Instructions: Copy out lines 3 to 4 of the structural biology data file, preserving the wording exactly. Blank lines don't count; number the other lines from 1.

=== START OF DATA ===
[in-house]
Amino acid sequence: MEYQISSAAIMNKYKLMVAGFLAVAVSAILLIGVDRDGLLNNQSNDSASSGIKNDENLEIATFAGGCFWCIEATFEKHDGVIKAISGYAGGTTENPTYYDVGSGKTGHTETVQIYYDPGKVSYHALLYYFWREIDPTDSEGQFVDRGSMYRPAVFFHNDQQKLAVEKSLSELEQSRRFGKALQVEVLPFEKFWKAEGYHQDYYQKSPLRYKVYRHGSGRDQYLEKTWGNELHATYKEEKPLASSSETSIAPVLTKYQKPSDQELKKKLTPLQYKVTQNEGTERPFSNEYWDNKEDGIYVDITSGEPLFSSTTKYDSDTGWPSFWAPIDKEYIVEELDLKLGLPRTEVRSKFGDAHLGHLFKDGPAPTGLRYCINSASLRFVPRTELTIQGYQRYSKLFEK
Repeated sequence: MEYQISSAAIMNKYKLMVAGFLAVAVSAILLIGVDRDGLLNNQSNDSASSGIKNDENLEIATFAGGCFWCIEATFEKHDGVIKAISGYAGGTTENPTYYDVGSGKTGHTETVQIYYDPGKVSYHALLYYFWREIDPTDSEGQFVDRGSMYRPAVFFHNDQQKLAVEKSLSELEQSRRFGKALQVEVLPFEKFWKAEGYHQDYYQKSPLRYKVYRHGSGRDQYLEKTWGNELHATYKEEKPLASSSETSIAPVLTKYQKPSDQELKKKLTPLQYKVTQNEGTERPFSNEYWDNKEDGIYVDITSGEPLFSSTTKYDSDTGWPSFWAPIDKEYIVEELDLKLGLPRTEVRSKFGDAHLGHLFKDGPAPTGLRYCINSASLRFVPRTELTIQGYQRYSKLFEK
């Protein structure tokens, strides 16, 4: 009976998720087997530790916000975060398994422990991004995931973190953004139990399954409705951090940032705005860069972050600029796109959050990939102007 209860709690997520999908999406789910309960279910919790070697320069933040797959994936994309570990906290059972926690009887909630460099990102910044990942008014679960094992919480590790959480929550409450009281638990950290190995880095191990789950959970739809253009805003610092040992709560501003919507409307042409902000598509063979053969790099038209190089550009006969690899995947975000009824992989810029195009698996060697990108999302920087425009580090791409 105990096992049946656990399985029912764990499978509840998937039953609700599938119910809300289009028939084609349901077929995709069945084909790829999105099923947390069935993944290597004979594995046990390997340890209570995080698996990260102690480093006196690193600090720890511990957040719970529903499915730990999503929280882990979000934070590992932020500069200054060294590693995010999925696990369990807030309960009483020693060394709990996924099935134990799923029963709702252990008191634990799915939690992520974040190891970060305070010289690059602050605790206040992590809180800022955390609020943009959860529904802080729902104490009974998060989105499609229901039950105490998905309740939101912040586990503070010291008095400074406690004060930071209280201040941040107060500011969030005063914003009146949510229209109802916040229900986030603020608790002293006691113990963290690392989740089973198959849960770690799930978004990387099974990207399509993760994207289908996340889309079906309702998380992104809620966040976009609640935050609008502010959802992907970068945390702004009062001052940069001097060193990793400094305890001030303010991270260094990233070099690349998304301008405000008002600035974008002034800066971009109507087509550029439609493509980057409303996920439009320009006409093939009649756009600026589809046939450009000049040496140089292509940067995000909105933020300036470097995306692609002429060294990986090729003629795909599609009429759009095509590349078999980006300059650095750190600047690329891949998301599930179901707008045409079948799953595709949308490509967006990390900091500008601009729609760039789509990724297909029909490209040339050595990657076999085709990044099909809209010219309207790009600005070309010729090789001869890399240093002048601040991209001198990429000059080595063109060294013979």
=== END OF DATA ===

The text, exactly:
Repeated sequence: MEYQISSAAIMNKYKLMVAGFLAVAVSAILLIGVDRDGLLNNQSNDSASSGIKNDENLEIATFAGGCFWCIEATFEKHDGVIKAISGYAGGTTENPTYYDVGSGKTGHTETVQIYYDPGKVSYHALLYYFWREIDPTDSEGQFVDRGSMYRPAVFFHNDQQKLAVEKSLSELEQSRRFGKALQVEVLPFEKFWKAEGYHQDYYQKSPLRYKVYRHGSGRDQYLEKTWGNELHATYKEEKPLASSSETSIAPVLTKYQKPSDQELKKKLTPLQYKVTQNEGTERPFSNEYWDNKEDGIYVDITSGEPLFSSTTKYDSDTGWPSFWAPIDKEYIVEELDLKLGLPRTEVRSKFGDAHLGHLFKDGPAPTGLRYCINSASLRFVPRTELTIQGYQRYSKLFEK
């Protein structure tokens, strides 16, 4: 009976998720087997530790916000975060398994422990991004995931973190953004139990399954409705951090940032705005860069972050600029796109959050990939102007 209860709690997520999908999406789910309960279910919790070697320069933040797959994936994309570990906290059972926690009887909630460099990102910044990942008014679960094992919480590790959480929550409450009281638990950290190995880095191990789950959970739809253009805003610092040992709560501003919507409307042409902000598509063979053969790099038209190089550009006969690899995947975000009824992989810029195009698996060697990108999302920087425009580090791409 105990096992049946656990399985029912764990499978509840998937039953609700599938119910809300289009028939084609349901077929995709069945084909790829999105099923947390069935993944290597004979594995046990390997340890209570995080698996990260102690480093006196690193600090720890511990957040719970529903499915730990999503929280882990979000934070590992932020500069200054060294590693995010999925696990369990807030309960009483020693060394709990996924099935134990799923029963709702252990008191634990799915939690992520974040190891970060305070010289690059602050605790206040992590809180800022955390609020943009959860529904802080729902104490009974998060989105499609229901039950105490998905309740939101912040586990503070010291008095400074406690004060930071209280201040941040107060500011969030005063914003009146949510229209109802916040229900986030603020608790002293006691113990963290690392989740089973198959849960770690799930978004990387099974990207399509993760994207289908996340889309079906309702998380992104809620966040976009609640935050609008502010959802992907970068945390702004009062001052940069001097060193990793400094305890001030303010991270260094990233070099690349998304301008405000008002600035974008002034800066971009109507087509550029439609493509980057409303996920439009320009006409093939009649756009600026589809046939450009000049040496140089292509940067995000909105933020300036470097995306692609002429060294990986090729003629795909599609009429759009095509590349078999980006300059650095750190600047690329891949998301599930179901707008045409079948799953595709949308490509967006990390900091500008601009729609760039789509990724297909029909490209040339050595990657076999085709990044099909809209010219309207790009600005070309010729090789001869890399240093002048601040991209001198990429000059080595063109060294013979």